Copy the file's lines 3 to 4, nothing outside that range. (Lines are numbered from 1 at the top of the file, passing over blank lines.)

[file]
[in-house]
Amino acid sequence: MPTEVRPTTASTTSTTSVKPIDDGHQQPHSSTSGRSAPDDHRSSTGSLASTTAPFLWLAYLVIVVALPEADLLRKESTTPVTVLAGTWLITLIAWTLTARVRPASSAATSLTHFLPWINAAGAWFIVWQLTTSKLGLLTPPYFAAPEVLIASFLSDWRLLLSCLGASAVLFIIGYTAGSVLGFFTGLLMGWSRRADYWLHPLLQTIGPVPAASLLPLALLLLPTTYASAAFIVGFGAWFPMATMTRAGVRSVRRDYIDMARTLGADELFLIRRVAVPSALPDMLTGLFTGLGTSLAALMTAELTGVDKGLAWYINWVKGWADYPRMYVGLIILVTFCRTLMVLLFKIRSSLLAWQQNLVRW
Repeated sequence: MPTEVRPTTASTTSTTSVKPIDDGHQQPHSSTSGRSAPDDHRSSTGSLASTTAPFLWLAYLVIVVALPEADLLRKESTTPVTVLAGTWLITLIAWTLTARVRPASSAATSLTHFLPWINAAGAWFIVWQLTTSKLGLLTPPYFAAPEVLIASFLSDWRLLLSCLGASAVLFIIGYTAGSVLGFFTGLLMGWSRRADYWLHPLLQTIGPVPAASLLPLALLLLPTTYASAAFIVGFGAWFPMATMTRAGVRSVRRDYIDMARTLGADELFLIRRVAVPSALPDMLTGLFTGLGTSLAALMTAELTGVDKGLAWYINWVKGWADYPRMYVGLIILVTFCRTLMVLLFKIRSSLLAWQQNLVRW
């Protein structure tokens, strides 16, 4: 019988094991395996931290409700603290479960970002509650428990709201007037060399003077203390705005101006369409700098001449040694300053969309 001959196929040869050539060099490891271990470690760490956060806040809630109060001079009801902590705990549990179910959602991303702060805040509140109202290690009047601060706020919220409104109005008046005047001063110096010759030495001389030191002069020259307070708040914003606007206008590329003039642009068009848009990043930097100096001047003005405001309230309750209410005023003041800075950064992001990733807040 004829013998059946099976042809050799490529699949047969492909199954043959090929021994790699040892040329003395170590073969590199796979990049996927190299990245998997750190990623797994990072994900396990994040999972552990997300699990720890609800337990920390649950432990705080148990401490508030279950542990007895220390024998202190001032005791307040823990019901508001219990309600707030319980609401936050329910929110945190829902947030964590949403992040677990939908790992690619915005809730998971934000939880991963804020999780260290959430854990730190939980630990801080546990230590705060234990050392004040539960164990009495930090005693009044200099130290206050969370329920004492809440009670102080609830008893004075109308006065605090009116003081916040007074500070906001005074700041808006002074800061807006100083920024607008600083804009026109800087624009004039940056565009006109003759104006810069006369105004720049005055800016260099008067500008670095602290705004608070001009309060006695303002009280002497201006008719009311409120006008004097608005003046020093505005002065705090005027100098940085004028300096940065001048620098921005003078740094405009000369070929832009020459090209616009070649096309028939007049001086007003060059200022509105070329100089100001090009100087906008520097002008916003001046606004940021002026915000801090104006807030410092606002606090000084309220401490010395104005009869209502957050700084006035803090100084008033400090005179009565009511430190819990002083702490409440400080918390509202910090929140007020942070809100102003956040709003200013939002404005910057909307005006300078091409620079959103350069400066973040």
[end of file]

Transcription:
Repeated sequence: MPTEVRPTTASTTSTTSVKPIDDGHQQPHSSTSGRSAPDDHRSSTGSLASTTAPFLWLAYLVIVVALPEADLLRKESTTPVTVLAGTWLITLIAWTLTARVRPASSAATSLTHFLPWINAAGAWFIVWQLTTSKLGLLTPPYFAAPEVLIASFLSDWRLLLSCLGASAVLFIIGYTAGSVLGFFTGLLMGWSRRADYWLHPLLQTIGPVPAASLLPLALLLLPTTYASAAFIVGFGAWFPMATMTRAGVRSVRRDYIDMARTLGADELFLIRRVAVPSALPDMLTGLFTGLGTSLAALMTAELTGVDKGLAWYINWVKGWADYPRMYVGLIILVTFCRTLMVLLFKIRSSLLAWQQNLVRW
């Protein structure tokens, strides 16, 4: 019988094991395996931290409700603290479960970002509650428990709201007037060399003077203390705005101006369409700098001449040694300053969309 001959196929040869050539060099490891271990470690760490956060806040809630109060001079009801902590705990549990179910959602991303702060805040509140109202290690009047601060706020919220409104109005008046005047001063110096010759030495001389030191002069020259307070708040914003606007206008590329003039642009068009848009990043930097100096001047003005405001309230309750209410005023003041800075950064992001990733807040 004829013998059946099976042809050799490529699949047969492909199954043959090929021994790699040892040329003395170590073969590199796979990049996927190299990245998997750190990623797994990072994900396990994040999972552990997300699990720890609800337990920390649950432990705080148990401490508030279950542990007895220390024998202190001032005791307040823990019901508001219990309600707030319980609401936050329910929110945190829902947030964590949403992040677990939908790992690619915005809730998971934000939880991963804020999780260290959430854990730190939980630990801080546990230590705060234990050392004040539960164990009495930090005693009044200099130290206050969370329920004492809440009670102080609830008893004075109308006065605090009116003081916040007074500070906001005074700041808006002074800061807006100083920024607008600083804009026109800087624009004039940056565009006109003759104006810069006369105004720049005055800016260099008067500008670095602290705004608070001009309060006695303002009280002497201006008719009311409120006008004097608005003046020093505005002065705090005027100098940085004028300096940065001048620098921005003078740094405009000369070929832009020459090209616009070649096309028939007049001086007003060059200022509105070329100089100001090009100087906008520097002008916003001046606004940021002026915000801090104006807030410092606002606090000084309220401490010395104005009869209502957050700084006035803090100084008033400090005179009565009511430190819990002083702490409440400080918390509202910090929140007020942070809100102003956040709003200013939002404005910057909307005006300078091409620079959103350069400066973040």